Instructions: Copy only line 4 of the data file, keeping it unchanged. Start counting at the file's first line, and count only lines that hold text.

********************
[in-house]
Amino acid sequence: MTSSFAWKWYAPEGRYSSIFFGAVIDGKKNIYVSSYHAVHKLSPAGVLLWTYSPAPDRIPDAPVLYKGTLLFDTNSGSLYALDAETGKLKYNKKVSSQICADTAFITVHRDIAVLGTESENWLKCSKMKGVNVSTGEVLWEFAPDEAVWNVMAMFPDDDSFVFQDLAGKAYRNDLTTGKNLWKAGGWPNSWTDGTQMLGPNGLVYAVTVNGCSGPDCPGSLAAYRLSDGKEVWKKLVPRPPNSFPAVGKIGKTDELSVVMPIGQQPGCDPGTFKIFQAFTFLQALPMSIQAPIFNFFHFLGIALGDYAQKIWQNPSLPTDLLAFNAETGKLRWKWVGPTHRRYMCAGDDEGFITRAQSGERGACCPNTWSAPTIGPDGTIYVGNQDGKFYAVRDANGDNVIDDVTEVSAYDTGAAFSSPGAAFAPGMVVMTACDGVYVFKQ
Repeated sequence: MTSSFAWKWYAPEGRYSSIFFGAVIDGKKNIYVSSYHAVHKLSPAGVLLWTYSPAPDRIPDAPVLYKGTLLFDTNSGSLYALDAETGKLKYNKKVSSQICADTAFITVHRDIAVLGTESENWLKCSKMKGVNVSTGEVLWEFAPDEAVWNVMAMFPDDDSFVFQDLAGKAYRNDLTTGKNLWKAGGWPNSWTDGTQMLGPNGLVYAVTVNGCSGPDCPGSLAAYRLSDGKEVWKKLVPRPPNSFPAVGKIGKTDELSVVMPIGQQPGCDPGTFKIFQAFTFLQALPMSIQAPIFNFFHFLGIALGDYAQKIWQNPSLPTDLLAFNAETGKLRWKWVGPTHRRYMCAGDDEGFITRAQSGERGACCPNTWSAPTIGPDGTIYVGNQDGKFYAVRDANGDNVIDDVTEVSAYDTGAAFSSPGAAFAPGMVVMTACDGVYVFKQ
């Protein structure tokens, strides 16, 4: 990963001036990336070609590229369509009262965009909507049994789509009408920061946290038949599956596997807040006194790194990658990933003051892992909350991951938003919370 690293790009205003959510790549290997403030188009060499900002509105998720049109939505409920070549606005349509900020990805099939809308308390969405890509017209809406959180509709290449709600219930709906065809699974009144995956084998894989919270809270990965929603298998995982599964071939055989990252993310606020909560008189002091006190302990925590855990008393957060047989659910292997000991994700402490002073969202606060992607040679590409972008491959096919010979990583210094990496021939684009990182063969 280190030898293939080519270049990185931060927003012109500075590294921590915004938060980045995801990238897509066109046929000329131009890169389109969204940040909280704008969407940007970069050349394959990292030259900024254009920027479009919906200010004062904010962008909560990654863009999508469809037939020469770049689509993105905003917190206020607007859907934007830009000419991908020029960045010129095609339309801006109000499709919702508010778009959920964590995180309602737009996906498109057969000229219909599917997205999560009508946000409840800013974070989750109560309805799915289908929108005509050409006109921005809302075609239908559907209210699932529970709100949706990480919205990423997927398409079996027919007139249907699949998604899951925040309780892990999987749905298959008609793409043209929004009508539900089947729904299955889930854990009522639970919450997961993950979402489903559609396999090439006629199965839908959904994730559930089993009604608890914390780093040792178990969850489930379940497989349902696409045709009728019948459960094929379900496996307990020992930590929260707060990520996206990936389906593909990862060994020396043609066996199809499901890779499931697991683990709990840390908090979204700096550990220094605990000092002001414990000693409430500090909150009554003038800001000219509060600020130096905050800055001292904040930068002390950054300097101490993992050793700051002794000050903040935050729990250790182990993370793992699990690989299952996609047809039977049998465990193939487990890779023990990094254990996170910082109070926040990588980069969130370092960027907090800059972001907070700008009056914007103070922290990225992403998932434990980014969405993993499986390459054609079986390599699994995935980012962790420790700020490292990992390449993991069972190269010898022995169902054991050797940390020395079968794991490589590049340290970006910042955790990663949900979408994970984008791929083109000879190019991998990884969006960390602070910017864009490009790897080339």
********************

């Protein structure tokens, strides 16, 4: 990963001036990336070609590229369509009262965009909507049994789509009408920061946290038949599956596997807040006194790194990658990933003051892992909350991951938003919370 690293790009205003959510790549290997403030188009060499900002509105998720049109939505409920070549606005349509900020990805099939809308308390969405890509017209809406959180509709290449709600219930709906065809699974009144995956084998894989919270809270990965929603298998995982599964071939055989990252993310606020909560008189002091006190302990925590855990008393957060047989659910292997000991994700402490002073969202606060992607040679590409972008491959096919010979990583210094990496021939684009990182063969 280190030898293939080519270049990185931060927003012109500075590294921590915004938060980045995801990238897509066109046929000329131009890169389109969204940040909280704008969407940007970069050349394959990292030259900024254009920027479009919906200010004062904010962008909560990654863009999508469809037939020469770049689509993105905003917190206020607007859907934007830009000419991908020029960045010129095609339309801006109000499709919702508010778009959920964590995180309602737009996906498109057969000229219909599917997205999560009508946000409840800013974070989750109560309805799915289908929108005509050409006109921005809302075609239908559907209210699932529970709100949706990480919205990423997927398409079996027919007139249907699949998604899951925040309780892990999987749905298959008609793409043209929004009508539900089947729904299955889930854990009522639970919450997961993950979402489903559609396999090439006629199965839908959904994730559930089993009604608890914390780093040792178990969850489930379940497989349902696409045709009728019948459960094929379900496996307990020992930590929260707060990520996206990936389906593909990862060994020396043609066996199809499901890779499931697991683990709990840390908090979204700096550990220094605990000092002001414990000693409430500090909150009554003038800001000219509060600020130096905050800055001292904040930068002390950054300097101490993992050793700051002794000050903040935050729990250790182990993370793992699990690989299952996609047809039977049998465990193939487990890779023990990094254990996170910082109070926040990588980069969130370092960027907090800059972001907070700008009056914007103070922290990225992403998932434990980014969405993993499986390459054609079986390599699994995935980012962790420790700020490292990992390449993991069972190269010898022995169902054991050797940390020395079968794991490589590049340290970006910042955790990663949900979408994970984008791929083109000879190019991998990884969006960390602070910017864009490009790897080339």